When it comes to media relations, do you want to be the Apple or the Donut?

At PRSA’s annual international conference in Boston last October, I had the opportunity to hear a variety of speakers from a large number of different companies. Speakers at two of the breakout sessions I attended represented a vast difference in media relations strategy that I wanted to share with you.

One of the breakout session speakers was a former communications executive from Apple. Among his suggestions for successful media relations was to stay focused.

The Apple Communications team had one mission: to tell the story about how Apple’s products help change consumers’ lives, he said. If a media request came in that did not move that mission forward, the Apple team declined it, he said.

Another breakout session was led by some members of the Dunkin’ Donuts communications team (and if you’ve ever visited Boston or anywhere else in Massachusetts, you know how appropriate that was). One of the donut speakers said that the news media appreciates her company’s genuine, approachable executives who are willing to talk about all topics, even ones not related to Dunkin’ Donuts.

So there you have it: two strategies that are polar opposites. So let me ask you, if you were a general assignment reporter who was working on a story, which company would you find yourself tending to call more often than the other? The Apple or the Donut? My guess is it would be the Donut.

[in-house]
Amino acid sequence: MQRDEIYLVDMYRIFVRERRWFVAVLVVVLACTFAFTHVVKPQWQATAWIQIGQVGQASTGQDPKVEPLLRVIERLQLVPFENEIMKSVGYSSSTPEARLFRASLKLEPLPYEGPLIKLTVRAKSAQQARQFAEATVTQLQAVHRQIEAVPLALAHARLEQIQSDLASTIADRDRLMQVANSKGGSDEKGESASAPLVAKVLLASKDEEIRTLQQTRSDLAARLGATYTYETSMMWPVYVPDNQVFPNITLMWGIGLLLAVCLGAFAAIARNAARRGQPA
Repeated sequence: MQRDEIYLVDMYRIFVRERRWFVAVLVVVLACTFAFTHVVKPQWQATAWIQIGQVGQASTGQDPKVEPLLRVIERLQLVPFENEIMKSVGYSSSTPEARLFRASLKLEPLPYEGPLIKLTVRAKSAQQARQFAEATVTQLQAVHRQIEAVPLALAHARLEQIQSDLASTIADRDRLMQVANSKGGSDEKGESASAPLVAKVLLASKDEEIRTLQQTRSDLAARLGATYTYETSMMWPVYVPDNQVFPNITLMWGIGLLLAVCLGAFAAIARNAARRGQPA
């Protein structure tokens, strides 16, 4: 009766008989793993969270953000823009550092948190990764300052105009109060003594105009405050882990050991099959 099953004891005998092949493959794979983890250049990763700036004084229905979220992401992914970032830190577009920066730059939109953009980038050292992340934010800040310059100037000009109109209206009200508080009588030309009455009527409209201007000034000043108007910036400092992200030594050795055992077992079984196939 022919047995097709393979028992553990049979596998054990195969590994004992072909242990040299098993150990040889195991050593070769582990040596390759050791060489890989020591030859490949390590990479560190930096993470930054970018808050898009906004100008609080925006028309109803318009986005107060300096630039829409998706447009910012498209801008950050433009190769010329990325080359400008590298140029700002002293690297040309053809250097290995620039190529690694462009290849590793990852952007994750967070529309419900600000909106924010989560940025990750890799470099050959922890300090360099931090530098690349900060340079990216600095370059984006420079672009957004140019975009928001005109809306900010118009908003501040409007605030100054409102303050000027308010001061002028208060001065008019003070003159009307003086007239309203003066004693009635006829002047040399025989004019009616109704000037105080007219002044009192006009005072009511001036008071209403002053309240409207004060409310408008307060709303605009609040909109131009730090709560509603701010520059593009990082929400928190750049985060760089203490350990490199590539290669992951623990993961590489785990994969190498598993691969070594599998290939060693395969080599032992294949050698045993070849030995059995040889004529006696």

What is the strategy at the organization where you work? Do you avoid all media calls that don’t advance your mission, or do you maintain an open door policy?

One of my former department heads preferred the open door policy. “It’s called ‘media relations,’ not ‘media transactions,’” he explained.

And he was right. Think about your personal life. What if you had a friend who was only available when they needed something but turned you down every time you asked for a favor? How long would that relationship last?

When a reporter calls your organization looking for help on a story and you turn them away, what will that person’s reaction be when you call them to pitch a positive story?

PR people forget that reporters are people and have the same general personality characteristics. It’s only natural that a reporter who is constantly rebuffed by an organization is going to hesitate when that organization calls them with a story idea/pitch. That’s human nature.

Your organization will never enjoy only positive news coverage. Sometimes there are going to be negative stories that will test your communications department’s resolve and expose its true character. Don’t take the ostrich approach. Be upfront. Tell your own negative news. If you don’t, the other side will and chances are it will be worse than if you had spoken up.

Sometimes you’ll find yourself able to assist a reporter with a story that has nothing to do with your company. Always try and be as helpful as you can.

My advice is to take the donut approach. Reporters have long memories. They don’t forget when you go out of your way to be helpful, and, besides, donuts are much sweeter than apples!

Share on Social